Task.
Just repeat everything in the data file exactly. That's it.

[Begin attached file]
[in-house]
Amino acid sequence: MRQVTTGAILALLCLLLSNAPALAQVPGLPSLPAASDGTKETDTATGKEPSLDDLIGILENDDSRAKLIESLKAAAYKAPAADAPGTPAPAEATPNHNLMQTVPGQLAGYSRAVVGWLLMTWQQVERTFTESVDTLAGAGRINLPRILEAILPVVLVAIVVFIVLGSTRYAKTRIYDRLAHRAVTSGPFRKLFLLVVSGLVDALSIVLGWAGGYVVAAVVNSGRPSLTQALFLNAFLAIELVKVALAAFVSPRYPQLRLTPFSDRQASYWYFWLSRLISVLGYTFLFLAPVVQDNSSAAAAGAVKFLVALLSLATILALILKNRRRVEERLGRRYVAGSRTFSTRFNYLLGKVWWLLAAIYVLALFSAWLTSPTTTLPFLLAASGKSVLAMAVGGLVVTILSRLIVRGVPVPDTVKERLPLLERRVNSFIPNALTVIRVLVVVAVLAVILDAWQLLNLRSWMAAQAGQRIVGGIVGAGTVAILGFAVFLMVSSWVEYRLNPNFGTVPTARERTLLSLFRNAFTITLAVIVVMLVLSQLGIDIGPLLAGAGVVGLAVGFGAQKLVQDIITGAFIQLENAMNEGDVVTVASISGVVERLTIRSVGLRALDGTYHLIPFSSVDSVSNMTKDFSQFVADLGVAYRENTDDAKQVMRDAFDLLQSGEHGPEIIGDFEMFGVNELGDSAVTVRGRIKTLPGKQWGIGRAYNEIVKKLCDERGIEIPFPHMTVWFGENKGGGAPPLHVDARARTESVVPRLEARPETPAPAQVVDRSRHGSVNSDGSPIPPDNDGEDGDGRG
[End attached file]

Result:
[in-house]
Amino acid sequence: MRQVTTGAILALLCLLLSNAPALAQVPGLPSLPAASDGTKETDTATGKEPSLDDLIGILENDDSRAKLIESLKAAAYKAPAADAPGTPAPAEATPNHNLMQTVPGQLAGYSRAVVGWLLMTWQQVERTFTESVDTLAGAGRINLPRILEAILPVVLVAIVVFIVLGSTRYAKTRIYDRLAHRAVTSGPFRKLFLLVVSGLVDALSIVLGWAGGYVVAAVVNSGRPSLTQALFLNAFLAIELVKVALAAFVSPRYPQLRLTPFSDRQASYWYFWLSRLISVLGYTFLFLAPVVQDNSSAAAAGAVKFLVALLSLATILALILKNRRRVEERLGRRYVAGSRTFSTRFNYLLGKVWWLLAAIYVLALFSAWLTSPTTTLPFLLAASGKSVLAMAVGGLVVTILSRLIVRGVPVPDTVKERLPLLERRVNSFIPNALTVIRVLVVVAVLAVILDAWQLLNLRSWMAAQAGQRIVGGIVGAGTVAILGFAVFLMVSSWVEYRLNPNFGTVPTARERTLLSLFRNAFTITLAVIVVMLVLSQLGIDIGPLLAGAGVVGLAVGFGAQKLVQDIITGAFIQLENAMNEGDVVTVASISGVVERLTIRSVGLRALDGTYHLIPFSSVDSVSNMTKDFSQFVADLGVAYRENTDDAKQVMRDAFDLLQSGEHGPEIIGDFEMFGVNELGDSAVTVRGRIKTLPGKQWGIGRAYNEIVKKLCDERGIEIPFPHMTVWFGENKGGGAPPLHVDARARTESVVPRLEARPETPAPAQVVDRSRHGSVNSDGSPIPPDNDGEDGDGRG